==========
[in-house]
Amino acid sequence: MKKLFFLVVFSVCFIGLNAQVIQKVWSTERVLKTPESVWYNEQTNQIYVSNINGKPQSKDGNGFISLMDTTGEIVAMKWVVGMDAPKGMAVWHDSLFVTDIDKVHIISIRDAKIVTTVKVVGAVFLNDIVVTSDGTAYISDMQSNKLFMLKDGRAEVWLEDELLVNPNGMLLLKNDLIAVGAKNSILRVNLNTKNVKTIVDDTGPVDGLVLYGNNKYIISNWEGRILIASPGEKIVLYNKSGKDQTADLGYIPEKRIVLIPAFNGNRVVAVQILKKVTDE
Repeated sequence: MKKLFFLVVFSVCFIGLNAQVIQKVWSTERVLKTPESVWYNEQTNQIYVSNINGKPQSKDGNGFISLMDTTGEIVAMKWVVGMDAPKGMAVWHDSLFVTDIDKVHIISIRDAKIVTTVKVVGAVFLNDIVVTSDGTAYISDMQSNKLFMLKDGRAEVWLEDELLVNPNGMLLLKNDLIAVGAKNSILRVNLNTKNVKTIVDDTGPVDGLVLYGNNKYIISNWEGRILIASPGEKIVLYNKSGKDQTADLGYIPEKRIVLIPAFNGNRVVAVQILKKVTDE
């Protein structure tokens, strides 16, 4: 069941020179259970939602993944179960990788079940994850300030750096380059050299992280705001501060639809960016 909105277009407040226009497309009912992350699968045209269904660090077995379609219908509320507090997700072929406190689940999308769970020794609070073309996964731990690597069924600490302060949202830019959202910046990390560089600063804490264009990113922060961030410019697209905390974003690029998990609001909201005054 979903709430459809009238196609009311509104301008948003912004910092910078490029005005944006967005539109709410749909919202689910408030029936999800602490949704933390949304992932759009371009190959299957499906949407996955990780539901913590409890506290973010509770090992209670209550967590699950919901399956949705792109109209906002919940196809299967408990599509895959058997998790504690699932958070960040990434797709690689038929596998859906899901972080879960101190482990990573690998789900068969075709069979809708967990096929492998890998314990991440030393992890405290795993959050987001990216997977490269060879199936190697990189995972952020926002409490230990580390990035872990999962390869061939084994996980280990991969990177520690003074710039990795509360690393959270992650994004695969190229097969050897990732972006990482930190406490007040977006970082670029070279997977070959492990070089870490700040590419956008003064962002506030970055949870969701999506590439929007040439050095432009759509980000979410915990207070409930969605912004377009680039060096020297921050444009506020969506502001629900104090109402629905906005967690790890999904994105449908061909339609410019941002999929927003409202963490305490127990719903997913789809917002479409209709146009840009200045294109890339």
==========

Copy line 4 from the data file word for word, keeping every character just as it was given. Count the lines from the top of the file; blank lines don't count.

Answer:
């Protein structure tokens, strides 16, 4: 069941020179259970939602993944179960990788079940994850300030750096380059050299992280705001501060639809960016 909105277009407040226009497309009912992350699968045209269904660090077995379609219908509320507090997700072929406190689940999308769970020794609070073309996964731990690597069924600490302060949202830019959202910046990390560089600063804490264009990113922060961030410019697209905390974003690029998990609001909201005054 979903709430459809009238196609009311509104301008948003912004910092910078490029005005944006967005539109709410749909919202689910408030029936999800602490949704933390949304992932759009371009190959299957499906949407996955990780539901913590409890506290973010509770090992209670209550967590699950919901399956949705792109109209906002919940196809299967408990599509895959058997998790504690699932958070960040990434797709690689038929596998859906899901972080879960101190482990990573690998789900068969075709069979809708967990096929492998890998314990991440030393992890405290795993959050987001990216997977490269060879199936190697990189995972952020926002409490230990580390990035872990999962390869061939084994996980280990991969990177520690003074710039990795509360690393959270992650994004695969190229097969050897990732972006990482930190406490007040977006970082670029070279997977070959492990070089870490700040590419956008003064962002506030970055949870969701999506590439929007040439050095432009759509980000979410915990207070409930969605912004377009680039060096020297921050444009506020969506502001629900104090109402629905906005967690790890999904994105449908061909339609410019941002999929927003409202963490305490127990719903997913789809917002479409209709146009840009200045294109890339």